Truckers With Untreated OSA Have Higher Crash Risk – MedPage Today

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Truck drivers with obstructive sleep apnea (OSA) who were not adequately treated for the condition were five times more likely to be involved in preventable crashes than drivers without the sleep disorder, researchers reported.

Truck drivers who were non-adherent with positive airway pressure treatment had a crash rate for preventable U.S. Department of Transportation-reportable crashes of 0.070/100,000 miles that was nearly five-fold more that the rate of 0.014/100,000 miles for matched controls (without sleep apnea) and fully compliant drivers (incidence rate ratio 4.97, 95% CI, 2.09-10.63, P<0.001),according to Stephen V. Burks, PhD, of the University of Minnesota Morris in Morris, Minn., and colleagues.

Partially adherent drivers had a crash rate of 0.021/100,000 miles, which was not statistically different from control and compliant drivers, they wrote in Sleep.

Findings from this analysis of a large-employer screening and monitoring program for OSA in the trucking industry make a strong case for routinely screening commercial truck drivers for OSA, and requiring close monitoring and treatment of those who have it, the authors stated.

Screening for OSA is currently not mandated for commercial truck drivers, although they are required to undergo biennial examinations to determine their medical fitness to drive.

Earlier investigations suggest that among the estimated 14 million commercial vehicle drivers in the U.S., between 17% and 25% have obstructive sleep apnea.

There had previously been no large-scale studies evaluating crash risk among commercial drivers diagnosed with OSA, co-author Stefanos Kales, MD, MPH, of Harvard TH Chan School of Public Health in Boston, told MedPage Today.

“Screening for sleep apnea has been a hotly contested issue, and there has been a lot of pushback from drivers and the commercial trucking industry,” he said. “Until now, almost all of the data on OSA and accident risk has come from passenger car drivers and not commercial drivers.”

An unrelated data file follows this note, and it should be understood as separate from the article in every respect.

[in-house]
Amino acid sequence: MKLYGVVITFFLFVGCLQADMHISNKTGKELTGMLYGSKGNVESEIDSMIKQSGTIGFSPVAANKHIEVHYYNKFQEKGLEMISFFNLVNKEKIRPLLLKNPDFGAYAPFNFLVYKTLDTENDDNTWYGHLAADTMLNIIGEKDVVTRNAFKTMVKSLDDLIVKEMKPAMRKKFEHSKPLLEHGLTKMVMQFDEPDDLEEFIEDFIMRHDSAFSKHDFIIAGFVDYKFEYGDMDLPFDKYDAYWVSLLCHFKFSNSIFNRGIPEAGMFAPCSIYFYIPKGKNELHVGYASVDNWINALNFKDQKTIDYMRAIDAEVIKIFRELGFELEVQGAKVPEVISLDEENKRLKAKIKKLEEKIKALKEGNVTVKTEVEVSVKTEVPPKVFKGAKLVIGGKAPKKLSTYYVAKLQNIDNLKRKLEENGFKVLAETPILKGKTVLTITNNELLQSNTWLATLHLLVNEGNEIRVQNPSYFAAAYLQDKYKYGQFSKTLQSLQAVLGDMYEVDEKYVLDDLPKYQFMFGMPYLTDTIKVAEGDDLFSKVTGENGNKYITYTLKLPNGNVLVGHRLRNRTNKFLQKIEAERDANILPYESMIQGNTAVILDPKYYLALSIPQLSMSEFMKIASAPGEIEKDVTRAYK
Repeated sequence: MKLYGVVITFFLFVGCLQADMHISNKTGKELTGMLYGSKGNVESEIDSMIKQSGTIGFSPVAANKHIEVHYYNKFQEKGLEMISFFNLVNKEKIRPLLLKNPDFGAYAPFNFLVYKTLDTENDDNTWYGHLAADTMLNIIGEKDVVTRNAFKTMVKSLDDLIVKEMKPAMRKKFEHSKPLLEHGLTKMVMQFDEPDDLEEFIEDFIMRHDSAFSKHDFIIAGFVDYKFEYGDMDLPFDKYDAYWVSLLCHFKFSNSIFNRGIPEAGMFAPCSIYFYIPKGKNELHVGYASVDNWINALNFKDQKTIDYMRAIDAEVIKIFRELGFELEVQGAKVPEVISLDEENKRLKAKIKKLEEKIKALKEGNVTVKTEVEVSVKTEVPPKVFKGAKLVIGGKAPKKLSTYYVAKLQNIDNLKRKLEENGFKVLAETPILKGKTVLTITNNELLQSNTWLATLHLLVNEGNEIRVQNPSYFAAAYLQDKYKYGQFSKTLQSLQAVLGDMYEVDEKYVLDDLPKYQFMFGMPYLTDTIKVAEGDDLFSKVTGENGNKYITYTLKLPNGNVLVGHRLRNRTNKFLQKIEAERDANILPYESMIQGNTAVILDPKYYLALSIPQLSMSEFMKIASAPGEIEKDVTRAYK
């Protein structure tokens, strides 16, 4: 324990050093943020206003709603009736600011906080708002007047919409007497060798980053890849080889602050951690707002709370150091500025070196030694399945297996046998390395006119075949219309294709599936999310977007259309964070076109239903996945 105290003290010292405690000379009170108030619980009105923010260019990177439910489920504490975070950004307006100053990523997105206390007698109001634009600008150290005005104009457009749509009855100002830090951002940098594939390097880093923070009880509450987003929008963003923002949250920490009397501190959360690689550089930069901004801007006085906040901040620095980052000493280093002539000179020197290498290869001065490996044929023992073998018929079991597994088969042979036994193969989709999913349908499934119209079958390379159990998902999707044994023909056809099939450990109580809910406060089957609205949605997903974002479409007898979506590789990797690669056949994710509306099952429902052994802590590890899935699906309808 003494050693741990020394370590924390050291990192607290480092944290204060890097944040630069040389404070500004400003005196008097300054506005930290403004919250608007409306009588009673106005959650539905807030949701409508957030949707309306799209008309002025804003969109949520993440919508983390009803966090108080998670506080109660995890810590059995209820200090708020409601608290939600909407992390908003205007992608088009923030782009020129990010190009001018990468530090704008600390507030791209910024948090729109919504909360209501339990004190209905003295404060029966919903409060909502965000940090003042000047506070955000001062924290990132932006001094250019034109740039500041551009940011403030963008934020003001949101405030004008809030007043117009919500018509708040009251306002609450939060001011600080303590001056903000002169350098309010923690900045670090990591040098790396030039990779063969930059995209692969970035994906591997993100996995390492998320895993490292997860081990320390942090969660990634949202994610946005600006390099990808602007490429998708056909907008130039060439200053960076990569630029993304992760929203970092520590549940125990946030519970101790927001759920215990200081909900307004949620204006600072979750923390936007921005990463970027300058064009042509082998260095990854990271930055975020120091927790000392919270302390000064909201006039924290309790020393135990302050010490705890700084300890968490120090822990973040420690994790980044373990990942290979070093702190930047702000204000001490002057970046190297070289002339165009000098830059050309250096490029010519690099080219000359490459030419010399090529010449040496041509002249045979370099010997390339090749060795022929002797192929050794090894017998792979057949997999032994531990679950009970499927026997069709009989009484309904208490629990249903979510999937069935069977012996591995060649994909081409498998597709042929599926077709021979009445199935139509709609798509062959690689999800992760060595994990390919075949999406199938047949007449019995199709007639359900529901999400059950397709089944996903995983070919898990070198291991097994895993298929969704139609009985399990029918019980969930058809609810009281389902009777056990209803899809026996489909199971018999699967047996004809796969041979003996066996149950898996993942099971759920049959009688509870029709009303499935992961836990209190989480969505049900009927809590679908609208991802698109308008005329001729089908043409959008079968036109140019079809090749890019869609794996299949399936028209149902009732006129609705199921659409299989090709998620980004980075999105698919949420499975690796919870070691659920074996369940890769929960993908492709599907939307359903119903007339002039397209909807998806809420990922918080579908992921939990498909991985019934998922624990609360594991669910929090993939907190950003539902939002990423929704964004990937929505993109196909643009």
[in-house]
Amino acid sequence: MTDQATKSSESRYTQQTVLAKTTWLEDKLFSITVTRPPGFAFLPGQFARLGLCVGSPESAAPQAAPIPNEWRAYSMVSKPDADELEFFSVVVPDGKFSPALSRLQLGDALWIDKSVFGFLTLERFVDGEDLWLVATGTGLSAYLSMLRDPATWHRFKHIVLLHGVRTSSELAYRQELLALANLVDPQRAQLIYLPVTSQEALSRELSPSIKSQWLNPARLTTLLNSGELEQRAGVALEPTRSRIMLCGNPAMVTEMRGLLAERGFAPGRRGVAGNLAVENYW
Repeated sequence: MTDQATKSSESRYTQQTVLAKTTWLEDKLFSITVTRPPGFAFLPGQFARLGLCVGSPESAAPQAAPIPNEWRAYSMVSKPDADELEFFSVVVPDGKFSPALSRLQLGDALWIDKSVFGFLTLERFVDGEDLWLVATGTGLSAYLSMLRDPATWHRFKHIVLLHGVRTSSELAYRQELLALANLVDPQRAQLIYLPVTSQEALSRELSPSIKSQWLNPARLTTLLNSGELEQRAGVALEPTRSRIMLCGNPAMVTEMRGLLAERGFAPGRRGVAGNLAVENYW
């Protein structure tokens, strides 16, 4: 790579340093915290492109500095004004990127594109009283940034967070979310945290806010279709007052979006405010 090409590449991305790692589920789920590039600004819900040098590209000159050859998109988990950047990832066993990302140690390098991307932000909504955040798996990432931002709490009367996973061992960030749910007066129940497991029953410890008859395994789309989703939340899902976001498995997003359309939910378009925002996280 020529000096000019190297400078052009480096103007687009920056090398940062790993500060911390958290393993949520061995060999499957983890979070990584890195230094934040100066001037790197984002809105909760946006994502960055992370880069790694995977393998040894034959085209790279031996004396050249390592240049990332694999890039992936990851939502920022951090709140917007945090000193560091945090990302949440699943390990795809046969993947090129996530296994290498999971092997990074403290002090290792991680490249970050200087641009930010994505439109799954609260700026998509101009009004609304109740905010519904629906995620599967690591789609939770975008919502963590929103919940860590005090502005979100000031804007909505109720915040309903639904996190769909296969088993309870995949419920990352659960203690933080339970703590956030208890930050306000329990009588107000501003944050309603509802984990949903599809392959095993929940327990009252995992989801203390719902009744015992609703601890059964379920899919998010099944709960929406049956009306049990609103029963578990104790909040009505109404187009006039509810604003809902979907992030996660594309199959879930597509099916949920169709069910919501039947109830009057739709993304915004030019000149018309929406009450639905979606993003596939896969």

The study findings emphasize the “pervasive threat” of untreated OSA to transportation safety, said Nathaniel Watson, MD, president of the American Academy of Sleep Medicine, in a written press statement.

“It is critical for companies to implement comprehensive sleep apnea screening and treatment programs to ensure that truck drivers stay awake at the wheel,” stated Watson, who was not involved in the study.

Study Details

Burks’ group analyzed the results of a OSA screening, diagnosis, and treatment program implemented by the major North American trucking firm Schneider National in 2006.

The program requires drivers to complete a screening questionnaire to assess their risk for OSA, and undergo polysomnogram (PSG) diagnostic testing if the screening suggests an elevated risk for the sleep disorder. Drivers diagnosed with OSA receive first-line treatment, consisting of an auto-adjusting positive airway pressure (APAP) machine, heated humidifier, and mask interface, which are suitable for use both at home and in their truck sleeper berth.

Early in treatment, and later on, a disease management team helps the drivers learn to use the equipment and remain compliant with therapy. This intervention consists of frequent phone calls and face- to-face contact “to assist with ongoing PAP trouble-shooting, education and adherence monitoring.”

“Drivers with OSA who remained non-adherent as demonstrated by objective APAP adherence monitoring despite this multi-faceted process of remediation were eventually terminated after the process of remediation failed,” the researchers wrote.

“This is a very effective program for identifying and treating sleep apnea,” Burks told MedPage Today. “I don’t know of another carrier that has done this to this extent.”